03 June 2005


I'm a bit busy with non-blogging activities this week but fear not, cos the man like Kid Kameleon (left) has put together a truly stunning post and mix for the Gutterheadz. I've been a fan of his blog for some time now (and you may recall that the first mix I did myself was dedicated to him) and I'm truly honoured that he has agreed to post this here rather than his own space. One of the biggest pleasures I get from this blogging lark is getting to know people all over the world who broadly share my own tastes and attidude towards music, and I like to think of KK as one of my Stateside brethren - someone who I can totally trust to produce a great post for my blog, and make no mistake - this is blogging and mixing of the highest order. So without further ado, over to you KK...

It can now safely be revealed that the silence on my blog for the last couple weeks has been due to preparations for a post on this one. Gutta, we've got to figure out a way to have you as a guest round my spot sometime.

So, Distance is a bit of a hard act to follow and I'd never try to beat him or any of you Brits at your own Stepstep game. I couldn't even probably touch Cooper over at Urban Renewal Records, who plants a foot on either side of the Atlantic for the scene. I will say though one thing about non-UK grime/dubstep, which is there's a lot of good stuff that's being made out there and further mutating and twisting the sound. I talked about Wasteland on my blog several weeks ago (here), about how they're "Outsider Artists", not actually in the way that phrase gets used for the art art world, but rather simply as musically drawing on the sounds of a scene without being physically present. Blackdown wrote a great piece about purism vs. hybridism on a musical level. I'd say the same debate can be transferred to the people who make the music itself and where they're from. I know that Croydon isn't Essex isn't Bristol, but the fact is that at this distance (ha) England is definitely an "outside" space to us non-brits who follow the scene, and it can all seem fairly small. And in a way, great, because it forces the rest of us around the world, myself, Joe Nice in Baltimore, Bass Djunkii in Hamburg, Dev 79 in Philly, Com.A in Japan, MiniKomi in Australia, Rupture in Barcelona, Drop the Lime and Shadetek in New York/Berlin, to push that much harder and come up with our own take on DJing/production, and tracks are already bubbling through that are Grime influenced and yet clearly not of the same purism/fusion spectrum of sound. Maybe we can call that genre nonukstep.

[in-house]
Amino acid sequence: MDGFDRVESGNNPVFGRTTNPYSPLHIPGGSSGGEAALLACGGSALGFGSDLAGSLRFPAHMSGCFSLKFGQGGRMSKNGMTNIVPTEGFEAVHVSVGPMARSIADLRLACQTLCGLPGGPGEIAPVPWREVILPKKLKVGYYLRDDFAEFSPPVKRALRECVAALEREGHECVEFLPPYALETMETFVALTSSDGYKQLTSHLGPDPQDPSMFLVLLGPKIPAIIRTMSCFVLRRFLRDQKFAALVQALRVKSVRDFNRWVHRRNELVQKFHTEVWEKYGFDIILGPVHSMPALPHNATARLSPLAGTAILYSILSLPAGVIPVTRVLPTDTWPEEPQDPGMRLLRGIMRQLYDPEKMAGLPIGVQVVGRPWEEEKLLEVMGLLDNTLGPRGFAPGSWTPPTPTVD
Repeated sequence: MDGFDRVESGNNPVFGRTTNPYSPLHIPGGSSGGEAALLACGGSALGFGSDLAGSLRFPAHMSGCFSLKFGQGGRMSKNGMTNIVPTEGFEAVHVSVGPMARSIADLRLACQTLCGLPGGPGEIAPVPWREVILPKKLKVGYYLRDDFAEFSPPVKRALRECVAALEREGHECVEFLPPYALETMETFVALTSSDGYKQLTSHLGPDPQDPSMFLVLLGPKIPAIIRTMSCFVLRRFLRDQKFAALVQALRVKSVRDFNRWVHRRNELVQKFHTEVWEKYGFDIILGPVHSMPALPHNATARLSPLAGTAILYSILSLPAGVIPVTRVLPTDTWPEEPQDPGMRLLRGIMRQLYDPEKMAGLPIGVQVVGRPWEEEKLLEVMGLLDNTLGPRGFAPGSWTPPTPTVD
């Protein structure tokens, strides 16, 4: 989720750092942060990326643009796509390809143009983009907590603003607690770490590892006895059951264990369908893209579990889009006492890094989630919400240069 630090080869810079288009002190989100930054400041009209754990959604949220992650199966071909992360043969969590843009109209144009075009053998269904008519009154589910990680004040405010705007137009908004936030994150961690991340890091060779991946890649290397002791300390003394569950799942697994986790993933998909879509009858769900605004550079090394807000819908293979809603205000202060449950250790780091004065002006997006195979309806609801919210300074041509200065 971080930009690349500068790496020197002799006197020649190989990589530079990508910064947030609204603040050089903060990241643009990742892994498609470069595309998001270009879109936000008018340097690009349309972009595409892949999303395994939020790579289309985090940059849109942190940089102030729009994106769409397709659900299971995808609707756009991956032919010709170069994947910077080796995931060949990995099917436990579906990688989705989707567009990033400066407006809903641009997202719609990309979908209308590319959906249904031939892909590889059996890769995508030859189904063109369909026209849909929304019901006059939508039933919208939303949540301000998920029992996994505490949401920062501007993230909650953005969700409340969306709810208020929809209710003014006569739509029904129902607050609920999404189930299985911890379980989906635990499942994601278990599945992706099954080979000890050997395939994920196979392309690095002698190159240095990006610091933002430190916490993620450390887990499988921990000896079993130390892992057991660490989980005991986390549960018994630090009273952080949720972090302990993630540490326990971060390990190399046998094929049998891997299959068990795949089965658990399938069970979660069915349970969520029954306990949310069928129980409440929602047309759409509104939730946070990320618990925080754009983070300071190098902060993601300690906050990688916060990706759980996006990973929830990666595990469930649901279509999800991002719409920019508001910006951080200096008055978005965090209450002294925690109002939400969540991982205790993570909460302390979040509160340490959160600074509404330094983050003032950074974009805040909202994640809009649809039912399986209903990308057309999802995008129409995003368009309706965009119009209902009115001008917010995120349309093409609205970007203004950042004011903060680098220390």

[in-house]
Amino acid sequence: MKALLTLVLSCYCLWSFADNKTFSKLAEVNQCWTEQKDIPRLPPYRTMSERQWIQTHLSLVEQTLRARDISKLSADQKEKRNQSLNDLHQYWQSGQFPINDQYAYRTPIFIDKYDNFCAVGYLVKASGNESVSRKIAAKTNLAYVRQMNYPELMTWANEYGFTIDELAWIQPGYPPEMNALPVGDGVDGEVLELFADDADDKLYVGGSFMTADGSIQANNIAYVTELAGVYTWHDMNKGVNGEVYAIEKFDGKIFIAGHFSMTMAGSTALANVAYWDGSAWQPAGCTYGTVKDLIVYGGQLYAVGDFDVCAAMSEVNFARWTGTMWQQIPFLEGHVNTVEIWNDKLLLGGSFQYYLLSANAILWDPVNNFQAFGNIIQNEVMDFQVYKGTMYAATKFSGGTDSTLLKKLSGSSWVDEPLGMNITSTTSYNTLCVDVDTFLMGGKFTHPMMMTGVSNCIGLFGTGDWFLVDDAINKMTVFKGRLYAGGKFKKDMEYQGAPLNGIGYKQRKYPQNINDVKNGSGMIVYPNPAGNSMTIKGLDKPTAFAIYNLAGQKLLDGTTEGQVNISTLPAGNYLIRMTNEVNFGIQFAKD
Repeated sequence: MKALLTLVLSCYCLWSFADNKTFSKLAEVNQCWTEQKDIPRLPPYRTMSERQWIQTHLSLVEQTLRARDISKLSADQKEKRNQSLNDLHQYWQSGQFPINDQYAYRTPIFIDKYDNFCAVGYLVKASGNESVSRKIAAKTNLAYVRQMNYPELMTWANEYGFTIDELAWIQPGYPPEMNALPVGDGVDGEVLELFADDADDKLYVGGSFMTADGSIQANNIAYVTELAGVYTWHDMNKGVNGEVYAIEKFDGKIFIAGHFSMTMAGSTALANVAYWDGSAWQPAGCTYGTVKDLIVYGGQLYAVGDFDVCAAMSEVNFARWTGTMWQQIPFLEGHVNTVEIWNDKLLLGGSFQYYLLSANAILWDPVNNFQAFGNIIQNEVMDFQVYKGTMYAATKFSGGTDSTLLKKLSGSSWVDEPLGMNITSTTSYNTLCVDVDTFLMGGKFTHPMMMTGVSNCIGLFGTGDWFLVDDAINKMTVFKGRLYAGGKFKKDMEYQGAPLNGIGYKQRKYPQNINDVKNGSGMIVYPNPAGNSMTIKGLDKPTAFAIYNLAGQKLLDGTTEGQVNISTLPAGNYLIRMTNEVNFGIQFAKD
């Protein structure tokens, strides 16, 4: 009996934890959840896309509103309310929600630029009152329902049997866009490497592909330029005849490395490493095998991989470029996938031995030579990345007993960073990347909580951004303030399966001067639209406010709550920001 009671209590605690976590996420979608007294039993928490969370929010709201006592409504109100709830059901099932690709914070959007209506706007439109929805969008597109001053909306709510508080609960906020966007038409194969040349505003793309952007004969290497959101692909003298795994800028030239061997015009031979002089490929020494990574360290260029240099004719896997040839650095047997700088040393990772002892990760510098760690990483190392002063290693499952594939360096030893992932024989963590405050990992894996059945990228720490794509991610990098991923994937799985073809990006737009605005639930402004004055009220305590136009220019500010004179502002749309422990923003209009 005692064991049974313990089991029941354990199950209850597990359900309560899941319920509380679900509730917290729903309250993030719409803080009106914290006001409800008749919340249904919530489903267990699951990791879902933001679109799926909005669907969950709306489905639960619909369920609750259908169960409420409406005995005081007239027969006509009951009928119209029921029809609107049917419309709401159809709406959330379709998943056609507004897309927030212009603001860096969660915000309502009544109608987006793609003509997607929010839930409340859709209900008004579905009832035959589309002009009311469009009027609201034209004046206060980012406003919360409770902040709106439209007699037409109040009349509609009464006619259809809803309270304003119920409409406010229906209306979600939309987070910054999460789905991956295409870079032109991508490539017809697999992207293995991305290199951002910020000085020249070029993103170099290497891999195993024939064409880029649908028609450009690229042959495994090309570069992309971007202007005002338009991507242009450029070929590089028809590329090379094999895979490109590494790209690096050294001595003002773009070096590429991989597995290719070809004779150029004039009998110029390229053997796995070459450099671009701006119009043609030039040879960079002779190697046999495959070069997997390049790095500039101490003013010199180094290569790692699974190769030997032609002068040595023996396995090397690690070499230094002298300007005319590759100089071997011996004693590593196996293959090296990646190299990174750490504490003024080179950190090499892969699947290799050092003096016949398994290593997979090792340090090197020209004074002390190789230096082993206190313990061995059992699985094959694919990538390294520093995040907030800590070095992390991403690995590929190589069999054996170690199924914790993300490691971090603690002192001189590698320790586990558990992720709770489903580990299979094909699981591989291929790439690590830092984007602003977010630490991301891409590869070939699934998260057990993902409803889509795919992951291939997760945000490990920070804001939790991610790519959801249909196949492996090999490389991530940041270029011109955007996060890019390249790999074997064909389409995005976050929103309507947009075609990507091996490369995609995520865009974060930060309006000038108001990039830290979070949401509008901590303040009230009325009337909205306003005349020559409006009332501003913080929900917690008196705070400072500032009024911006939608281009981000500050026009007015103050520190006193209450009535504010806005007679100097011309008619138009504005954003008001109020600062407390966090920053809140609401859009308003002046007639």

So what does this have to do with my mix for Gutta? Only that again I'm thinking about outsider artists, but this time it's even harder to figure out who's out and who's in.

So, this is a mix of (almost all) new (almost all) North American (almost all) Ragga Jungle. Huh, you say? Ragga jungle, that's like Remarc and Kenny Ken and Shy FX from back in '94 ... back when, to hear in hind sight today everyone including the pope AND the pope's mother listened to jungle "back when it was good, but then [insert stock phrase about too dark too metal too white too much a scene too big too small too after 1996 ad infinitum...]" And a lot of these charges leveled against what D'n'B mutated into are true for sure ... But it should be said for all the comparisons that are rightly being made between the sounds of Dubstep and Grime and the influence that early jungle had and has on both MCs and producers, Wiley and extended Co. were not the only ones to pick up on what was really great about '93-'96 and run with it.

In the middle of 2001 I walked into Breakbeat Science and checked out a record by Soundmurderer that had to be heard to be believed. All crazy amens, processed and cut up and changing throughout the whole track, and sections of about 4 different recognizable tunes in there, including the Tried by 12 koto and I think R.I.P. or something similarly well-known as both a dancehall and a jungle tune. And, tellingly, I didn't buy it (although my friend did), since at the time I was spending my money on things like Bad Company and Cause 4 Concern and even J Magik (that was the era of Space Invaderz, if that gives you a reference). But I did think to myself, wow, this is crazy, this sounds like something I probably missed the first go around, but the processing sounded pretty current, what's this all about?